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Best home charging solution for a M3 + Prius prime household?

My father-in-law will be getting his Model 3 in a few weeks. They’ve already got a Prius Prime Advanced and I’d like to get them set up with a good system for both. What should I ask the electrician to install? They’re in Augusta Ga if anyone has any good recs for installers in that area.
 
The Prius charges from 120V just fine and comes with a suitable cord. It also has the charge port on the opposite side from the Tesla.

So the "best home charging solution" would be to install a Tesla wall charger on the left/Tesla side of the garage and plug the Prius into an outlet on the right side. Ask the electrician for a 60A circuit and remind your in-laws to claim the 30% tax credit.
 
For the Tesla, would they want basic 32A charging (about 7kW)? If so, have an electrician install a 40A or 50A circuit with NEMA 14-50 (preferred) or 6-50 outlet, buy the NEMA 14-50 (or 6-50) plug adapter for the mobile connector EVSE included with the car, and leave that plugged into the garage. If they do frequent road trips where they want the mobile connector EVSE in the vehicle, they may want to buy another mobile connector EVSE to leave plugged into the garage, since frequent unplugging and plugging is not recommended. If they want to charge the Prius Prime as well with it, a non-Tesla EVSE with J1772 plug may be considered (Teslas come with adapters to charge with J1772 EVSEs).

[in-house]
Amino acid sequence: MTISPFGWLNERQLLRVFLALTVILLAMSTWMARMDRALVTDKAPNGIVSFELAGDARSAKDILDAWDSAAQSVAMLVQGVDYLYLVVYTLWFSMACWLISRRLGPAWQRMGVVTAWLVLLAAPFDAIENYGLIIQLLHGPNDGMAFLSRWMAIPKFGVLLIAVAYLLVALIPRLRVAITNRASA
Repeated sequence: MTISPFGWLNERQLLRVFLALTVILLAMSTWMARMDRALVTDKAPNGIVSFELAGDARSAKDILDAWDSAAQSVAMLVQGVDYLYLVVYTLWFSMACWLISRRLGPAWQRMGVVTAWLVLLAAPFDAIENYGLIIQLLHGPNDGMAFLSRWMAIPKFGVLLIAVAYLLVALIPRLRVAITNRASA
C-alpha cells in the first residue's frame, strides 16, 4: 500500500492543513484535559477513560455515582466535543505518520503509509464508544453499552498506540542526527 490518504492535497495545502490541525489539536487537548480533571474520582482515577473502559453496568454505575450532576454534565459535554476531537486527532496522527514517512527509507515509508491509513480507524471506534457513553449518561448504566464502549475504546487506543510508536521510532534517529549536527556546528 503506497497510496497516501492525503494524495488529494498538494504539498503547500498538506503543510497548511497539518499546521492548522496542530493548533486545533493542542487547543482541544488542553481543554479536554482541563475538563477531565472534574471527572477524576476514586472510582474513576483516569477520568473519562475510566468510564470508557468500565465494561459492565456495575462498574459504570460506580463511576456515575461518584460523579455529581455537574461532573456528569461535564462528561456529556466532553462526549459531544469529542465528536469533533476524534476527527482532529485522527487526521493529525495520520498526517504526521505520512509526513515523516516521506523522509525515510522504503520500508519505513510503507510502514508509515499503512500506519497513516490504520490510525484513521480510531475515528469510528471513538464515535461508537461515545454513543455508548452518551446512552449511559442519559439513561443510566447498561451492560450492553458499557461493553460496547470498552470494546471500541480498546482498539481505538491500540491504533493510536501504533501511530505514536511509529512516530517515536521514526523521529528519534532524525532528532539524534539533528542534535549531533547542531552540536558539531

If they want 48A charging (about 11kW), they would need a 60A circuit and a hardwire EVSE like the Tesla wall connector.

Tesla EVSEs appear to be relative bargains compared to other EVSEs. However, to charge a J1772 vehicle like most other EVs in the US, an adapter like those listed at 5 Best Tesla to J1772 Adapters that easily charge non-Tesla EVs • Expert Guide would be needed, though even adding the cost of such an adapter may still leave them price competitive with other EVSEs.
 

ATPMSD

Active Member
Mar 12, 2021
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Atlanta, GA
As I understand it, the Prius has a very small battery and can be fully charged from a 120V outlet in about 5-hours (???), so just use the standard outlet on the Prius and focus on the Tesla.

The Wall Connector is the way to go with a Tesla, when all is said and done it will be about $300 more than installing a 14-50 outlet, and for that money you get to charge the Tesla at 48A instead of 32A, and if you buy a 2nd Tesla and install another Wall Connector, load balancing is built it. BTW, if you want to use the mobile connector and then keep a second one in the car, than the cost for Wall Connector is less than installing a 14-50 + buying a second mobile connector.